- Friction adjustment: a knob or ring with which you can adjust the friction to the weight of the camera and your personal preferences. This feature will help a lot, but not enough for someone like me who prefers more precise adjustment control.
- Tilt locking: now this is going to make a big difference. With this feature, only available from a few brands, you can lock the ball head on one or even more axes. Most of the time they will lock only one axis, like the horizontal axis. So after you’ve levelled the camera horizontally, you can lock the horizontal axis and then continue levelling the camera on the other axis without having to lose the horizontal levelling. Something that happens to me all the time and is disturbing. , a German manufacturer, who produces some very high quality ball heads that are very affordable and come with features that you won’t see anywhere, produces ball heads with this feature, like the that I can highly recommend. Very recently I’ve decided to myself, after a neck-and-neck race with the , that even has 2 tilt locks: a horizontal and a vertical lock. The FLM is definitely cheaper and in terms of quality absolutely not less. But I decided it would give me just a bit more flexibility and speed if I only had one tilt lock.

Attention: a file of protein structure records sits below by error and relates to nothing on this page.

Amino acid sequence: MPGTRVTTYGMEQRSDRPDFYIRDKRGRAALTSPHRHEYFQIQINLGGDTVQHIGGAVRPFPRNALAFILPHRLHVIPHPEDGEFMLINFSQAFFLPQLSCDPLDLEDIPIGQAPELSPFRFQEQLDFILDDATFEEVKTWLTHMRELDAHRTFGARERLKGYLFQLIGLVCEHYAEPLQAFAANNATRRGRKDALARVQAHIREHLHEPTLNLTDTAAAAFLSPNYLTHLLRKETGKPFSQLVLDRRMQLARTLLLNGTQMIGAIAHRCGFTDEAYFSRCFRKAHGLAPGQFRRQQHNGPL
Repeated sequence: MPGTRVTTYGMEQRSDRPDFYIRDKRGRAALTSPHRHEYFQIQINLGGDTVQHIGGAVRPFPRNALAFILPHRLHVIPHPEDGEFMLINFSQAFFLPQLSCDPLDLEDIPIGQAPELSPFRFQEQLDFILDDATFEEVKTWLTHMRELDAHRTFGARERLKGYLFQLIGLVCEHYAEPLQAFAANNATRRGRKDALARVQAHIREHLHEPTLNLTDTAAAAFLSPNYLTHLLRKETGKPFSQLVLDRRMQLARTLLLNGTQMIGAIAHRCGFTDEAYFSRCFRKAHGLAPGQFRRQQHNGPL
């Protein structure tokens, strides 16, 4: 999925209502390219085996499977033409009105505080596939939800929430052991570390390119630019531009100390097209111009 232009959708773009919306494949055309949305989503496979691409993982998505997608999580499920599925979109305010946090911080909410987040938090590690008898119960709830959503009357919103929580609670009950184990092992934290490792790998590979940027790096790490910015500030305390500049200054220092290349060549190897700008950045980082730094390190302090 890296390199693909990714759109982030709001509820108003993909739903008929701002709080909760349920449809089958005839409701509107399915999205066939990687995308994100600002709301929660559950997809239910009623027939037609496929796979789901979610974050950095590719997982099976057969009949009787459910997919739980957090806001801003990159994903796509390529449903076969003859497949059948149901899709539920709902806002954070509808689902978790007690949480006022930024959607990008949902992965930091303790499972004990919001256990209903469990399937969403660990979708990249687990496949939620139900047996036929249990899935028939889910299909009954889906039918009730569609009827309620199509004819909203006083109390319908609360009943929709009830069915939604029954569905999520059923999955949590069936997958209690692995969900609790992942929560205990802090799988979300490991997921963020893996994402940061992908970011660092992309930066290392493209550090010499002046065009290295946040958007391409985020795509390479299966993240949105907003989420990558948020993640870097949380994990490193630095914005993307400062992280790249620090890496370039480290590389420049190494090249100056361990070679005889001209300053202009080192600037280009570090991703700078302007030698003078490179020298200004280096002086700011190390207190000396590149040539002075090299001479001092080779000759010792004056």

Recommended brands for ball heads are , the Swiss manufacturer who basically invented the ball head and set the standard for the quality and functionality of ball heads and the in this industry and . Unfortunately Really Right Stuff doesn’t have a ball head with the tilt lock. Both these brands are among the best. But there are many other familiar or less familiar manufacturers that produce high quality ball heads. is another example of high quality and aesthetic German engineering and an example of one of the many other brands.